Kids take STAAR; Senate bleeds schools


It was coincidental, I guess, that Lt. Gov. Dan Patrick rammed his education-squeezing version of a state budget through the Senate on the same day that Texas school kids began taking the stress-producing, money-wasting STAAR exams. Whatever the eventual STAAR outcomes, the children and their teachers will end up doing their jobs a lot better than Patrick and most of the senators did theirs.

The Senate budget is shameful. At Patrick’s behest, the Senate essentially took an extra $1.8 billion from local property taxpayers and did little more to address the needs of under-funded school districts that are growing, collectively, by 80,000 to 85,000 new students every school year. Senators left about $12 billion of taxpayer money sitting unspent in the Rainy Day Fund, because Patrick would rather brag about being tight-fisted than increase resources to improve educational  opportunities for 5.3 million school children – or improve health care or other public services.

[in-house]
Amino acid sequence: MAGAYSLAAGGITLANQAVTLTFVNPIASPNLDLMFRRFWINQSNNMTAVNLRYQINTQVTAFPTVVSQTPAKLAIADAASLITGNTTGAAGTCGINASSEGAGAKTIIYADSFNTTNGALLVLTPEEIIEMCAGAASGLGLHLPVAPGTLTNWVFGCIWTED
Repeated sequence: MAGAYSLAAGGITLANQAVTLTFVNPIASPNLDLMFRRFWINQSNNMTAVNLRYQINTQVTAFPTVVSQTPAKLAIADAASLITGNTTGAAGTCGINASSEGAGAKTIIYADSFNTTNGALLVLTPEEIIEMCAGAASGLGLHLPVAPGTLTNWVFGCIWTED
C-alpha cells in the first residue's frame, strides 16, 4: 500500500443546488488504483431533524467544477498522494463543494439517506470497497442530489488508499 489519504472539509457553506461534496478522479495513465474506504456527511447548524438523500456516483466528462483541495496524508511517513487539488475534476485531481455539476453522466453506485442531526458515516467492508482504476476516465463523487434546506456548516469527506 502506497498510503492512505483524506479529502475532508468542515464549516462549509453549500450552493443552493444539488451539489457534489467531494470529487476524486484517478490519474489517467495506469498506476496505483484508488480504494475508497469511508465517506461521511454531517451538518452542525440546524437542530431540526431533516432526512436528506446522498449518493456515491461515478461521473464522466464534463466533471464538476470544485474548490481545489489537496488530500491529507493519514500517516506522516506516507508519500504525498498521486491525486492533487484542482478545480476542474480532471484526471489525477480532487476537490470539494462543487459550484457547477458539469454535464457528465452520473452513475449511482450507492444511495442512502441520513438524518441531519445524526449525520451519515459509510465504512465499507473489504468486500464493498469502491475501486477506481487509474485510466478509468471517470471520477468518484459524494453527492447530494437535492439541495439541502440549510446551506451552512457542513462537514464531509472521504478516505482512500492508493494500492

The next chapter in Patrick’s attack on public education will be Senate action on his pet bill to drain more funding from public schools for private school vouchers.

Fortunately, the next step in the budget process is the House, where the leadership actually wants to govern and believes the emergency facing public schools requires tapping into the Rainy Day Fund. The final version of the budget will be worked out in a House-Senate conference committee, either later this spring or in a special legislative session in the summer.

Senate Finance Chair Jane Nelson of Flower Mound, the official sponsor of Patrick’s budget, noted during the budget debate that the “most important function of this Legislature…is to educate our children.”

But does she really believe that? You couldn’t prove it by her budget.

Nelson also criticized previous legislative sessions for putting “band-aid after band-aid after band-aid” on the school finance system without doing much to improve it. She was mostly correct about the band-aids, but at least her predecessors were putting the band-aids on. She and Patrick are removing the band-aids, and schools are bleeding.


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